Emma, Education and Interpretation Officer at MOSI loves World War Z by MaxBrooks, and she likes how some of the descriptions of the zombie war are quite realistic and remind you of real wars that have occurred.
Nicola, Science Communication Officer has two favourites:
- Death of Grass – set in the 50s - exploring what happens when a virus wipes out grass
- Power, Sex, Suicide: Mitochondria and the meaning oflife which she thinks is a must for biology geeks
Jamie, a presenter at the museum recently discovered The Sky's Dark Labyrinth and thought it was brilliant. He also heard the author speaking at a Festival in the south, and was really inspired.
I love Genome, as I read this during my studies at Newcastle University and it inspired me to do the kind of job I do now. I also knew author Matt Ridley when I worked at the Centre for Life and found him really inspiring. Carbon Diaries is a modern sci-fi classic for young people which I have really enjoyed in the last few years and had a brilliant event with author Saci Lloyd at MSF 11. That really is a favourite.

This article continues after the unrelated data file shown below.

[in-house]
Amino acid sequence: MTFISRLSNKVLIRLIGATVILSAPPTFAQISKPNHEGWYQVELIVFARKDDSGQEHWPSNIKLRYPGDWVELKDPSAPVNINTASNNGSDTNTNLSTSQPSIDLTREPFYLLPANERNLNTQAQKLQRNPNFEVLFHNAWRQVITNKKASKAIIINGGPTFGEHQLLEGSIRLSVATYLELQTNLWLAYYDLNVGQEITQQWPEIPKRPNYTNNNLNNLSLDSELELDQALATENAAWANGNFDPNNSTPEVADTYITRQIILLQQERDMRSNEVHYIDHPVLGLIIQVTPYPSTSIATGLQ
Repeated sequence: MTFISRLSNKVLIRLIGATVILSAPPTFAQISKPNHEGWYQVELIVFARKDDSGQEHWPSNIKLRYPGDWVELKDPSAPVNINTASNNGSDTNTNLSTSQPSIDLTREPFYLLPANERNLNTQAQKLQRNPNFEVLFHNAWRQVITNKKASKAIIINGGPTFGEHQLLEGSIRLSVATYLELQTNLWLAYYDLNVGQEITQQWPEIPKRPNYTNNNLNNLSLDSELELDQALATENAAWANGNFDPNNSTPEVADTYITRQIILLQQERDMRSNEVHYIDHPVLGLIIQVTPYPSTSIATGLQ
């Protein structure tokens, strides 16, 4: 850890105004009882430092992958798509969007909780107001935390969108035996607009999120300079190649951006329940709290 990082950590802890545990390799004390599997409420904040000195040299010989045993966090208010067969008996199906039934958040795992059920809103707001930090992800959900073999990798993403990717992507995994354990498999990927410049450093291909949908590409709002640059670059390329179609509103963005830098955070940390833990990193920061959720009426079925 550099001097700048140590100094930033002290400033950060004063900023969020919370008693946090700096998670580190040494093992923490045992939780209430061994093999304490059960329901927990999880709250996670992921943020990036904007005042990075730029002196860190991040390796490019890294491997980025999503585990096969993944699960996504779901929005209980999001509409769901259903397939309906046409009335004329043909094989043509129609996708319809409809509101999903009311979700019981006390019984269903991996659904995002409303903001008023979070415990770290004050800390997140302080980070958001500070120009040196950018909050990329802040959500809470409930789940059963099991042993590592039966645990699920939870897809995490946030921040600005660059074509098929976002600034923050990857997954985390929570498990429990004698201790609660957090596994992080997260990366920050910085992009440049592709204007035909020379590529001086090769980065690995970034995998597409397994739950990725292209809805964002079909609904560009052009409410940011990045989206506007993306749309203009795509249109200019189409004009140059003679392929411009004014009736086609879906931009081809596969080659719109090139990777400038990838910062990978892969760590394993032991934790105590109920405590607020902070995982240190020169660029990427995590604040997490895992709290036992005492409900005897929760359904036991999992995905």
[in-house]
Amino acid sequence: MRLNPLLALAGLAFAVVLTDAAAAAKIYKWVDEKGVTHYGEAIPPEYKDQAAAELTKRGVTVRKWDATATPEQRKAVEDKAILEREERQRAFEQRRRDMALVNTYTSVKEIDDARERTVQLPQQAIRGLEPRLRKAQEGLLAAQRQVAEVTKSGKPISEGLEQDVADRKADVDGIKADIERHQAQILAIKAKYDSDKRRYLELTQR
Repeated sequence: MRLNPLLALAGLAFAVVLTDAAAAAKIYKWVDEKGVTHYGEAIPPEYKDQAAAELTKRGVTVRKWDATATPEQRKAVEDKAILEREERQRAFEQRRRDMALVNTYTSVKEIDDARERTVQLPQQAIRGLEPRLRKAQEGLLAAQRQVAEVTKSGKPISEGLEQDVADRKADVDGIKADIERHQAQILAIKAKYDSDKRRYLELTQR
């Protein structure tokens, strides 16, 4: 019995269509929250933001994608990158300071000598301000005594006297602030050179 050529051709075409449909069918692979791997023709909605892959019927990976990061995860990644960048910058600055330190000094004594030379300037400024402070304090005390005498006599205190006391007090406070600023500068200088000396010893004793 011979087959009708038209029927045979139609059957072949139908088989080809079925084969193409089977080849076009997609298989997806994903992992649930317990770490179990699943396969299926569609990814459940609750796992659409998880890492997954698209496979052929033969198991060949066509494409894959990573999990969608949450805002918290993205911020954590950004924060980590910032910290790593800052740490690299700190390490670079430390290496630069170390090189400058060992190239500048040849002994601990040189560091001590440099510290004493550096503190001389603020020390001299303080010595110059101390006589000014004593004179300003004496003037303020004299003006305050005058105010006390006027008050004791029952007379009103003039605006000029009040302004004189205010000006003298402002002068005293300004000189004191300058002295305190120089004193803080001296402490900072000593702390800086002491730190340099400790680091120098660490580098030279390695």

We'd love to hear your favourites too, but also, what better way to celebrate World Book Day than to get writing!
Why not enter our writing competition Future Manchester. There are only a few days left to enter, so now's the time to get your stories in! The competition is for 12 - 16 year olds and we want people to write a short story about their vision for a future Manchester.
We've had lots of inspiration from local scientists who have written about their work and ideas for the future of their field. These have been great starting points for our young writers and are on our website.
So, get writing today and submit your entries by 5 March! Find out more and how to enter here.
Natalie, Festival Director